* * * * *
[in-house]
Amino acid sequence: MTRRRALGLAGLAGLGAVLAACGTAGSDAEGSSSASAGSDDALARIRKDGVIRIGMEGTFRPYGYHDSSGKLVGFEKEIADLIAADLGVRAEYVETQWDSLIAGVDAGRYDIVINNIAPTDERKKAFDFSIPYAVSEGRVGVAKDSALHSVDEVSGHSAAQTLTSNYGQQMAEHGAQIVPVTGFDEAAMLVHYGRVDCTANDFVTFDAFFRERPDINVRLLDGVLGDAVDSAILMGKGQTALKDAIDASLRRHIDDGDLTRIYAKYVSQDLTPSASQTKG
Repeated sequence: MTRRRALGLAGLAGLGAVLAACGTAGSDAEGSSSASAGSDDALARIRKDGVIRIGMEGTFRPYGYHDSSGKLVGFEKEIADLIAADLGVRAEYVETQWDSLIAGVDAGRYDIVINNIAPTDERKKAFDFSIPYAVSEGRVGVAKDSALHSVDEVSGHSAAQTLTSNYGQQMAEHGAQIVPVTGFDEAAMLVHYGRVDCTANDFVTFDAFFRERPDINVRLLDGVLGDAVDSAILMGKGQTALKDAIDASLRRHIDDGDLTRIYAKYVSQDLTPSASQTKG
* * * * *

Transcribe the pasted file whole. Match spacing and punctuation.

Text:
[in-house]
Amino acid sequence: MTRRRALGLAGLAGLGAVLAACGTAGSDAEGSSSASAGSDDALARIRKDGVIRIGMEGTFRPYGYHDSSGKLVGFEKEIADLIAADLGVRAEYVETQWDSLIAGVDAGRYDIVINNIAPTDERKKAFDFSIPYAVSEGRVGVAKDSALHSVDEVSGHSAAQTLTSNYGQQMAEHGAQIVPVTGFDEAAMLVHYGRVDCTANDFVTFDAFFRERPDINVRLLDGVLGDAVDSAILMGKGQTALKDAIDASLRRHIDDGDLTRIYAKYVSQDLTPSASQTKG
Repeated sequence: MTRRRALGLAGLAGLGAVLAACGTAGSDAEGSSSASAGSDDALARIRKDGVIRIGMEGTFRPYGYHDSSGKLVGFEKEIADLIAADLGVRAEYVETQWDSLIAGVDAGRYDIVINNIAPTDERKKAFDFSIPYAVSEGRVGVAKDSALHSVDEVSGHSAAQTLTSNYGQQMAEHGAQIVPVTGFDEAAMLVHYGRVDCTANDFVTFDAFFRERPDINVRLLDGVLGDAVDSAILMGKGQTALKDAIDASLRRHIDDGDLTRIYAKYVSQDLTPSASQTKG